Page 48 - MIGRATION

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MIGRATION, MEMORY, HERITAGE: SOCIO-CULTURAL
APPROACHES TO THE BULGARIAN-TURKISH BORDER
Bulgaria and Byzantium. On the road to the big Bulgarian dream, the city of emperors, Edirne
was perceived as “a gateway to Constantinople”. In the middle ages, Bulgarian rulers such as
Khan Krum, King Simeon I, King Samuil, and King Kaloyan had battles close to the town, laid
siege to it or conquered it. After the victory of King Kaloyan at Edirne, the town and a vast area
around it was joined to the territory of the Bulgarian state for the better part of the first half of
the thirteenth century. Edirne remained a border town between Bulgaria and Byzantium up to
1365 when it was conquered by the Ottoman Turks. Up to the conquest of Constantinople (in
1453), it was the capital of the Ottoman Empire. Considerable changes in the town structure and
the ethnic variety of population occurred in that period. Various crafts were developed in town.
Trade flourished with merchants fromVenice and Dubrovnik. The place was attractive for diverse
cultural communities.
This period of the Bulgarian national narrative references the German traveller and
diplomat Hans Derschwam, who postulates that“Bulgaria begins at Edirne”(1555). The eighteenth
and the nineteenth centuries were characterised by resettling Bulgarian population from the
interior of the country and appropriating new territories in Eastern Thrace. In the more recent
history of Bulgaria, Edirne is related to the victories of the Bulgarian army in the Balkan War (26
th
March 1913).
Documentary evidence and recollections portray the town and the region in terms of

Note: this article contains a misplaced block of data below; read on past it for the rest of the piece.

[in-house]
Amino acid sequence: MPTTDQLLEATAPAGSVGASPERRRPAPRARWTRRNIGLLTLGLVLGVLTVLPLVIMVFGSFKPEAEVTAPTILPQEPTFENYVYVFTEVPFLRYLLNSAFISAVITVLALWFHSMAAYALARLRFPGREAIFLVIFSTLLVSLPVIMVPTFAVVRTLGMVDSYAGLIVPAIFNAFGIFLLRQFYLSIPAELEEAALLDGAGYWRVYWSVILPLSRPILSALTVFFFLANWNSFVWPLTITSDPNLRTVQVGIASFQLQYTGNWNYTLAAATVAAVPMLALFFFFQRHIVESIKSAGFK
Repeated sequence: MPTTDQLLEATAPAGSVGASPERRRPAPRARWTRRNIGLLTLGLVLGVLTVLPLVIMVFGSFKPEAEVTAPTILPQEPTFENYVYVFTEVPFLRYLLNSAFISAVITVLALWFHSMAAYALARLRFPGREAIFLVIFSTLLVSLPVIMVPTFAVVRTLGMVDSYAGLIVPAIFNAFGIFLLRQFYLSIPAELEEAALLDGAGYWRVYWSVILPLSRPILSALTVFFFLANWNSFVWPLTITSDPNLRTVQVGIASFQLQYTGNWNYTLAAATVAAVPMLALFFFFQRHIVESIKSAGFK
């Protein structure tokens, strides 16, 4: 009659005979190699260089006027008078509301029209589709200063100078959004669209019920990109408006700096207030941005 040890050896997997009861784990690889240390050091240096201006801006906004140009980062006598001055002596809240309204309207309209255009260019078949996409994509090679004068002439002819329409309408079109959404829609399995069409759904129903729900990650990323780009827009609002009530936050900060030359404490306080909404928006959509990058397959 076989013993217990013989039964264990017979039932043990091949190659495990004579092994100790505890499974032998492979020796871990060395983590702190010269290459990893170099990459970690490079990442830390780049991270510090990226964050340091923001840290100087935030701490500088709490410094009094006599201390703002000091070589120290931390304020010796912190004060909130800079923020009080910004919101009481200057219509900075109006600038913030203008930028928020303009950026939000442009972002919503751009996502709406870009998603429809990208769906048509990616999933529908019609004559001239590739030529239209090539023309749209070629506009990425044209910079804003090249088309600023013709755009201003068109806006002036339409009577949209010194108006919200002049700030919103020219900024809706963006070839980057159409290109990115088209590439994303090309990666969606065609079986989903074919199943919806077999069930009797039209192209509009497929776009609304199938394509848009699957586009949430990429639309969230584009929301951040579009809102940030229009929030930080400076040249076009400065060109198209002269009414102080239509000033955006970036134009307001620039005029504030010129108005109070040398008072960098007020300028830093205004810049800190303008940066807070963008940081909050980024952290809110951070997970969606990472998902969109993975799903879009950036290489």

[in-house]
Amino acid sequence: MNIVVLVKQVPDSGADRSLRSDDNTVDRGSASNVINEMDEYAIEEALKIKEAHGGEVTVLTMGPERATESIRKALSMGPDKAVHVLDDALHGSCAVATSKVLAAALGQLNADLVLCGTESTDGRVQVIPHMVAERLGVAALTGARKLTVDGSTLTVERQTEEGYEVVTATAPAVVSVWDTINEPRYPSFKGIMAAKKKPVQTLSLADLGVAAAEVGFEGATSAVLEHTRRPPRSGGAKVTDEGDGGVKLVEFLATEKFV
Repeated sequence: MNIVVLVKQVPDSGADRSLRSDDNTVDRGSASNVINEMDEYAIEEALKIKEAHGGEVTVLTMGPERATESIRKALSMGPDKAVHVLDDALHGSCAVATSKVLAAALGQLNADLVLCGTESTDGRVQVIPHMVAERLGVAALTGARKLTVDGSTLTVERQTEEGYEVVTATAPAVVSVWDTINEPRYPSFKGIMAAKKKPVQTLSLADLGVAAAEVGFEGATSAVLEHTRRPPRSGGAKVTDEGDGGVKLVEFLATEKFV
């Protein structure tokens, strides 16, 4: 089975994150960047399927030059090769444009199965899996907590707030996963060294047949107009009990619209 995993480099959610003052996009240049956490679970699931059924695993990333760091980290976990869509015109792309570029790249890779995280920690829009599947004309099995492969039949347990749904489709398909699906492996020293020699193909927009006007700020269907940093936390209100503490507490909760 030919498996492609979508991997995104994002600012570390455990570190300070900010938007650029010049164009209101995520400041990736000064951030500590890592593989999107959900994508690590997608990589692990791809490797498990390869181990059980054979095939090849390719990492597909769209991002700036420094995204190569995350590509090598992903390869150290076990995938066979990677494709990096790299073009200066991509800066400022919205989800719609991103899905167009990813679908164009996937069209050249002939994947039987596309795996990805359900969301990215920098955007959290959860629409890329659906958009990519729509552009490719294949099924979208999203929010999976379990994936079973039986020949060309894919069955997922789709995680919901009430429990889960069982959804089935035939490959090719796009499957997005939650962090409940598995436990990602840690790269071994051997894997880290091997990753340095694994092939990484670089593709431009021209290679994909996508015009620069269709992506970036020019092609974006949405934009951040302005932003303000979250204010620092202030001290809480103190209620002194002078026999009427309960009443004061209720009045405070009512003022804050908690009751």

demographics. According to the statistical data,
33
there were 10,000 Bulgarians in Edirne in
1878. Up to the Balkan Wars there were seven residential areas there, five of them populated
by Christians: Bulgarians, Greeks and Armenians. According to Miletich, in 1912, there were
634 families of Bulgarian supporters of the Exarchy in town, and 1,016 families, supporters of
the Patriarchy and followers of the Uniate church. The Bulgarian population in the surrounding
villages was 40,000 people (Miletich 1989: 298).
Thus, the Bulgarian national narrative constructs Edirne as part of ‘our space’. This view
has been gaining popularity in the last couple of decades. It is aided by the developing political
relation between Bulgaria and Turkey, by the preserved Bulgarian traces, as well as the easier
physical crossing of the border. ‘Our’ space is defined by means of urban sites.
The
St George
church
was built in 1880 in the Kayak residential area, the Barutluk
neighbourhood (where the population was predominantly Bulgarian once). It has been restored
entirely within the framework of the international Programme for preserving immovable cultural
heritage, with the financing of the Directorate of Religions at the Council of Ministers of the
Republic of Bulgaria. The church was sanctified in 2004 by the metropolitan of Ruse, Neofit,
and the bishop of Adrianopol, Evlogiy, in the presence of the Prime Minister of the Republic of
Bulgaria. The church priest is father Alexander Chakarak, a Bulgarian from Edirne, who received
his religious education in Bulgaria.
33 Macedonia and the Edirne region. Statistics of the population from 1873. Sofia: Macedonian Institute of
Science, 1995, 70–71.